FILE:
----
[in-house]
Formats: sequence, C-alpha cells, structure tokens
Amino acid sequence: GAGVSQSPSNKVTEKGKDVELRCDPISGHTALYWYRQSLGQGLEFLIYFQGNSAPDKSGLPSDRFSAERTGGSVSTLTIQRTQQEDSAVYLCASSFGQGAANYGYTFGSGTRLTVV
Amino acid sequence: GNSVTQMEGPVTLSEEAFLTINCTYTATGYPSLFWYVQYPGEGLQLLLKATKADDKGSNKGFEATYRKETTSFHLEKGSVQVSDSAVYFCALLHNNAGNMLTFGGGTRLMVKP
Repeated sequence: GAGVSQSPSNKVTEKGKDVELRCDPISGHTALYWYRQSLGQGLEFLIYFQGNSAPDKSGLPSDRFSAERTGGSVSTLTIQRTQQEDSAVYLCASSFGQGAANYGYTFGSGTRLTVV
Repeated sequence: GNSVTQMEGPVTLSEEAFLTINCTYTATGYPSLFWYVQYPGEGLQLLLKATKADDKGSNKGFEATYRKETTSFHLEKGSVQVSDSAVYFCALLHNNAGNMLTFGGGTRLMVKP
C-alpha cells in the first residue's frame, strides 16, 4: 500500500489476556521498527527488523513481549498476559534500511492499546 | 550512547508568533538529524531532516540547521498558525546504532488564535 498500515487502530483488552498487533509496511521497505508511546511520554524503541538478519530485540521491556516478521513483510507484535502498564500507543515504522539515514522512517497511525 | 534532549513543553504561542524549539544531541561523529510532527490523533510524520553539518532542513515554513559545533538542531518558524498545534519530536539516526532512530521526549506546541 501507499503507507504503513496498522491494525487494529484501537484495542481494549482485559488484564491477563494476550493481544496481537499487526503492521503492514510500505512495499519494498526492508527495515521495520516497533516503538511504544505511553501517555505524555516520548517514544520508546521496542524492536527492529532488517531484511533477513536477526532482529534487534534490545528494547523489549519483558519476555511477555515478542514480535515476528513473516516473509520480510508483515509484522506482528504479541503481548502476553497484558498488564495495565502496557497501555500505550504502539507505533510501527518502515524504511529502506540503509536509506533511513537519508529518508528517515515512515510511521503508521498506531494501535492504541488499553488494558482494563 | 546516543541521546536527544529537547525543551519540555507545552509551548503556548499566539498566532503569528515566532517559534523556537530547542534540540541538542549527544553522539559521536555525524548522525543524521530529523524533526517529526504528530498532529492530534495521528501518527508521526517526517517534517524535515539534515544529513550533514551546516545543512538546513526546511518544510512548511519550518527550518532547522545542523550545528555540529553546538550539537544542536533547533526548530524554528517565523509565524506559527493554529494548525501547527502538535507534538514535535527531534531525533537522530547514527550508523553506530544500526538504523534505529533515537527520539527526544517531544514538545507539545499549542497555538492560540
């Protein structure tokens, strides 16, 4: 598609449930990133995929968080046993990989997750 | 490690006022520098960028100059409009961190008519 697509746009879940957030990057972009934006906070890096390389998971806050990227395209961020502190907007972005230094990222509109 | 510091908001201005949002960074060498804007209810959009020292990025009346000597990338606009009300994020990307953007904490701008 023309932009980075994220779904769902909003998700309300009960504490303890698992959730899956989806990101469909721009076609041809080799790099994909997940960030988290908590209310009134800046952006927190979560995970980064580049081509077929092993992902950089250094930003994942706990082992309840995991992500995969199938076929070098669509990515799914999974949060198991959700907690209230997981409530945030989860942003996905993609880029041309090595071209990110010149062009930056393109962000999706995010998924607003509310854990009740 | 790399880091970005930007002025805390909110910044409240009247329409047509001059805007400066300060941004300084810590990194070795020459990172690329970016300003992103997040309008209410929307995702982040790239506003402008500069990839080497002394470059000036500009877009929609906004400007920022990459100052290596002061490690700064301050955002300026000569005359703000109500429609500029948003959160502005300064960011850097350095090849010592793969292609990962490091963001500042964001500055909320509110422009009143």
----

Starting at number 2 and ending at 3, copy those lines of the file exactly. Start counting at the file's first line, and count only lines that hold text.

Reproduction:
Formats: sequence, C-alpha cells, structure tokens
Amino acid sequence: GAGVSQSPSNKVTEKGKDVELRCDPISGHTALYWYRQSLGQGLEFLIYFQGNSAPDKSGLPSDRFSAERTGGSVSTLTIQRTQQEDSAVYLCASSFGQGAANYGYTFGSGTRLTVV